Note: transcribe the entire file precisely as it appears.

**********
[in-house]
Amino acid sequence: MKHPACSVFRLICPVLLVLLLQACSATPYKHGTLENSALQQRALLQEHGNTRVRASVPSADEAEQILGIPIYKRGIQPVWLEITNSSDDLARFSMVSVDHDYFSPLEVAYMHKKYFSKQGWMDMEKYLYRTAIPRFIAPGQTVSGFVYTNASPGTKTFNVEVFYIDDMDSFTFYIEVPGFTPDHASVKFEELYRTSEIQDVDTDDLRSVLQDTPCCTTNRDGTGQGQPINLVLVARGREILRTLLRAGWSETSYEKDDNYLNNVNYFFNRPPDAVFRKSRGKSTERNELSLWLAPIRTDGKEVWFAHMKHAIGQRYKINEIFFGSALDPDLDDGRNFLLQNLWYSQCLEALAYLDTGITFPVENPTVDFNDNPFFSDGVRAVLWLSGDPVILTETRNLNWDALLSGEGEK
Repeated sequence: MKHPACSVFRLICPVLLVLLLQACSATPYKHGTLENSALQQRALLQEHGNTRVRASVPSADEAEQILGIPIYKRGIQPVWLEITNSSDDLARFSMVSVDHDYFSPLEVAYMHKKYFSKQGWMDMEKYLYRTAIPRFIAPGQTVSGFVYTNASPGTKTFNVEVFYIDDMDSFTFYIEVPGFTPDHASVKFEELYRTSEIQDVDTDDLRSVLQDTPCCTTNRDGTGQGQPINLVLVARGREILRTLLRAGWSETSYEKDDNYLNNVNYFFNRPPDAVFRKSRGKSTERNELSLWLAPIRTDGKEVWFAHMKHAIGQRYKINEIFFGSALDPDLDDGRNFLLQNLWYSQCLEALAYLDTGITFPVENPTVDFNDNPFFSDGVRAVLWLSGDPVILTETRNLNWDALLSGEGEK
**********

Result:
[in-house]
Amino acid sequence: MKHPACSVFRLICPVLLVLLLQACSATPYKHGTLENSALQQRALLQEHGNTRVRASVPSADEAEQILGIPIYKRGIQPVWLEITNSSDDLARFSMVSVDHDYFSPLEVAYMHKKYFSKQGWMDMEKYLYRTAIPRFIAPGQTVSGFVYTNASPGTKTFNVEVFYIDDMDSFTFYIEVPGFTPDHASVKFEELYRTSEIQDVDTDDLRSVLQDTPCCTTNRDGTGQGQPINLVLVARGREILRTLLRAGWSETSYEKDDNYLNNVNYFFNRPPDAVFRKSRGKSTERNELSLWLAPIRTDGKEVWFAHMKHAIGQRYKINEIFFGSALDPDLDDGRNFLLQNLWYSQCLEALAYLDTGITFPVENPTVDFNDNPFFSDGVRAVLWLSGDPVILTETRNLNWDALLSGEGEK
Repeated sequence: MKHPACSVFRLICPVLLVLLLQACSATPYKHGTLENSALQQRALLQEHGNTRVRASVPSADEAEQILGIPIYKRGIQPVWLEITNSSDDLARFSMVSVDHDYFSPLEVAYMHKKYFSKQGWMDMEKYLYRTAIPRFIAPGQTVSGFVYTNASPGTKTFNVEVFYIDDMDSFTFYIEVPGFTPDHASVKFEELYRTSEIQDVDTDDLRSVLQDTPCCTTNRDGTGQGQPINLVLVARGREILRTLLRAGWSETSYEKDDNYLNNVNYFFNRPPDAVFRKSRGKSTERNELSLWLAPIRTDGKEVWFAHMKHAIGQRYKINEIFFGSALDPDLDDGRNFLLQNLWYSQCLEALAYLDTGITFPVENPTVDFNDNPFFSDGVRAVLWLSGDPVILTETRNLNWDALLSGEGEK